Corporations build facilities. Employees fill neighborhoods. Boeing built up around airfields, which swelled Renton and Everett. Microsoft built up the Eastside, which turned towns into cities. Amazon is building within the downtown core, and the Amazonians have been so drawn to urban living. Seattle’s neighborhoods are being redefined and redesigned to squeeze them in, creating modernization of houses and transportation.
A recent video does a great job of showing how dramatically Seattle is changing. Watch as buildings are turned into vacant lots, excavated, then filled with stories turning into towers that are wrapped in sheeting then windows. Just three years into this fifty year project, there’s a lot to watch go by.
Amazon isn’t responsible for all of the growth, however they are a major influence. The company has over eight million square feet of office space making it the occupant of over 19% of the city’s available offices. Within the city, the attention is drawn to South Lake Union as well as the bubble buildings. Across the continent, more of the attention is drawn to the current selection of HQ2, Amazon’s search for a second headquarters.
The Seattle growth has been sudden and surprising. In roughly ten years, the company moved from Beacon Hill to South Lake Union. Many companies could do the same thing, yet since 2010, the company has gone from 4,000 employees to over 40,000 today.That’s more than the population of Issaquah trying to fit into what is available. At that rate, it is no surprise they are racing to find room to grow. Boeing and Microsoft employees tended to sprawl compared to Amazon’s employees that emphasize density. With downtown offices, commuting and parking can be slow and expensive. One solution; live close, live along mass transit corridors, and maybe live so close that it’s possible to walk or bike to work.
The neighborhoods don’t get as much attention, still that is where another kind of change is happening. Check out this Queen Anne “tudor gone modern”:
Restorations: classic old homes are undergoing subtle transitions as old systems are replaced with newer technology. Preservation is impressive, but pragmatism means more efficient windows, more sustainable roofing and siding, modern appliances, and maybe some smart controls. Plumbers and electricians get to crawl around replacing old pipes and wiring making old homes act new. Seattle’s historic neighborhoods like Queen Anne may look slightly different from the curb, but hidden inside are big changes.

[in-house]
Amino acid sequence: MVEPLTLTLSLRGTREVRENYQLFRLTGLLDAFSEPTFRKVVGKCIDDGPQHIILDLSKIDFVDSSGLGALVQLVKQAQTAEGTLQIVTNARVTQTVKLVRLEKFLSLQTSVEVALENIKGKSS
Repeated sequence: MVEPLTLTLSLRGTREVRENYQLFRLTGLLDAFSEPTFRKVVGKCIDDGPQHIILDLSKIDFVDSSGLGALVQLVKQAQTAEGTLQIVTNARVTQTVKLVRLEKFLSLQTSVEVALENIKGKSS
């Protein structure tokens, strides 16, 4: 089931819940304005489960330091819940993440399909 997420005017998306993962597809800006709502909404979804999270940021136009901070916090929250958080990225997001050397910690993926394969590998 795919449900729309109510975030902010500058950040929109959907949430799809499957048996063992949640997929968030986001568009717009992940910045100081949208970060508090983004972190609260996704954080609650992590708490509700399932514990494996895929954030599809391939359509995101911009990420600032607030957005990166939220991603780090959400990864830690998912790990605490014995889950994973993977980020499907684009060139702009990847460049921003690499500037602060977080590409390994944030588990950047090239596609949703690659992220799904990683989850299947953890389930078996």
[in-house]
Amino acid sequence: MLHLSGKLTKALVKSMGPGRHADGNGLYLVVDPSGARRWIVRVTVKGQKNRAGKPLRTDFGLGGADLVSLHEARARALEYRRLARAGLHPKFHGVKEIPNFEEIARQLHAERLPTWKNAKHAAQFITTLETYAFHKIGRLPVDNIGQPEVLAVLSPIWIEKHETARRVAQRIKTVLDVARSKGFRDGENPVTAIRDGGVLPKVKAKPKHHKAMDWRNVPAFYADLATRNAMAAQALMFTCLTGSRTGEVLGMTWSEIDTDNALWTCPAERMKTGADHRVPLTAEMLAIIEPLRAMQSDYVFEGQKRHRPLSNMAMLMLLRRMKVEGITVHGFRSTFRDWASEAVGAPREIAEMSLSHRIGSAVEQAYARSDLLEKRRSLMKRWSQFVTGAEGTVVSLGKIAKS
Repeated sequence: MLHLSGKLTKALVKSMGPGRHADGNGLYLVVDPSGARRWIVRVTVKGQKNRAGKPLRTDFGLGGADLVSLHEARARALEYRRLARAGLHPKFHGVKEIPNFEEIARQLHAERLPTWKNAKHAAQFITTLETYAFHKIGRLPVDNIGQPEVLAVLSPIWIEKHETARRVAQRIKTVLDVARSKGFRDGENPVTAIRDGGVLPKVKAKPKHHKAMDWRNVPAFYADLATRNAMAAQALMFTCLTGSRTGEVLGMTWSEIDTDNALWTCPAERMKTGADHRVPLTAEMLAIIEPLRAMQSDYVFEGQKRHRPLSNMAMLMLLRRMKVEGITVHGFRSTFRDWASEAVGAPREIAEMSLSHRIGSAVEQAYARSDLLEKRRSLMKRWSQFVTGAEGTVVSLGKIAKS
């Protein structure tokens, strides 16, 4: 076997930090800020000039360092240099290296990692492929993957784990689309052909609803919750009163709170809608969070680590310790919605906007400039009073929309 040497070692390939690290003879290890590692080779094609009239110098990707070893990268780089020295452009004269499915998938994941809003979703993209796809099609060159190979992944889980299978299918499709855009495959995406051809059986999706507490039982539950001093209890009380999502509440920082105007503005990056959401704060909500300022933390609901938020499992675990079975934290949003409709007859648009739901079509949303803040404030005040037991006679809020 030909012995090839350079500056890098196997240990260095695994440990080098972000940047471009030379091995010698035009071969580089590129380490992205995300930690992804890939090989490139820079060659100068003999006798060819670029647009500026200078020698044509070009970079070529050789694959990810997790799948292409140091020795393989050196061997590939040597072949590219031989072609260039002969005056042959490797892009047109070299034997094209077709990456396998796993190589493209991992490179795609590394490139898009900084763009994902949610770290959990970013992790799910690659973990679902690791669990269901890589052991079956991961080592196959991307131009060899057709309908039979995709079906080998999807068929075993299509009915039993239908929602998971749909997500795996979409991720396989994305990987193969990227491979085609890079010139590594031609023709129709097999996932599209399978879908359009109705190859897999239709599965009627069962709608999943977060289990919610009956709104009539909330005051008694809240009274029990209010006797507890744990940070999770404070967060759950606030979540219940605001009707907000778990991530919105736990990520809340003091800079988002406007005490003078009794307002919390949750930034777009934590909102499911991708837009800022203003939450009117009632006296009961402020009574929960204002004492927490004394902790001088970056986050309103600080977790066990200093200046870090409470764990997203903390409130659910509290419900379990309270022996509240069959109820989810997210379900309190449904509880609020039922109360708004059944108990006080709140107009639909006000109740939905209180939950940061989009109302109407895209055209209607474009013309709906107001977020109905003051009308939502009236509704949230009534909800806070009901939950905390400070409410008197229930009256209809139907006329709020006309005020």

Renovations and remodels put a bit more modern character into the spaces, including the exterior. Browse the listings and find dozens of homes that look brand new and very modern, but are sitting on foundations that are decades old. Owners get a lot more design freedom. Flat roofs mean rooftop decks to catch glimpses of the skyline or the horizon. The more rectangular the design, the better use of volume and space. Considering the premium being paid for a lot, maximizing the value makes good sense. One solution is to get rid of the lot and build a modern home that floats. Eastlake is only one example of a sweet selection of sleek houseboat homes.
Densification has been the main theme. The government recognized the rapidly declining availability of vacant land. In that case, the best and possibly only way to grow is to put more people in the same amount of space. Backyard studios, old worksheds, even garages are being remade into ADUs (Auxiliary Dwelling Units.) Historic Craftsmans in Wallingford and Phinney Ridge may have smaller, modern cousins in their backyards. Tiny house enthusiasts rejoice! Lot sizes shrink as they’re split into two addresses.
Look at the video again. The growth most obvious in the video is in condos and apartments. Towers downtown are stacks of living spaces with no need for lawn maintenance. Balconies and rooftop decks give people access to the outside, perhaps even a place for container gardens. South Lake Union, Capitol Hill, and Pioneer Square are natural choices. With so many restaurants nearby, kitchens can be smaller. With gyms and theaters available, private living spaces while public spaces draw crowds. Small spaces must be efficient, so modernization steps in, again.
Depending on the study, about 50% to 70% Amazon’s workforce live inside the city. The effect of the other 30% to 50% becomes more diffuse the farther out they go. It is no surprise that urban doesn’t appeal to everyone, that some people want a larger yard, or have to compromise with a spouse’s commute.
Amazon’s 20,000 to 28,000 in-city employees are joined by other tech companies that chose the city for many of the same reasons. They amplify the effect. As much as some say Amazon has driven Seattle into great growth and unaffordability, the city is cheap relative to places like San Jose or Vancouver, B.C. Amazon may set the tone, however others are singing the same tune and are likely to continue singing it until Seattle catches up with its pricey coastal neighbors. Like it or not, growing up with Amazon has probably only just begun.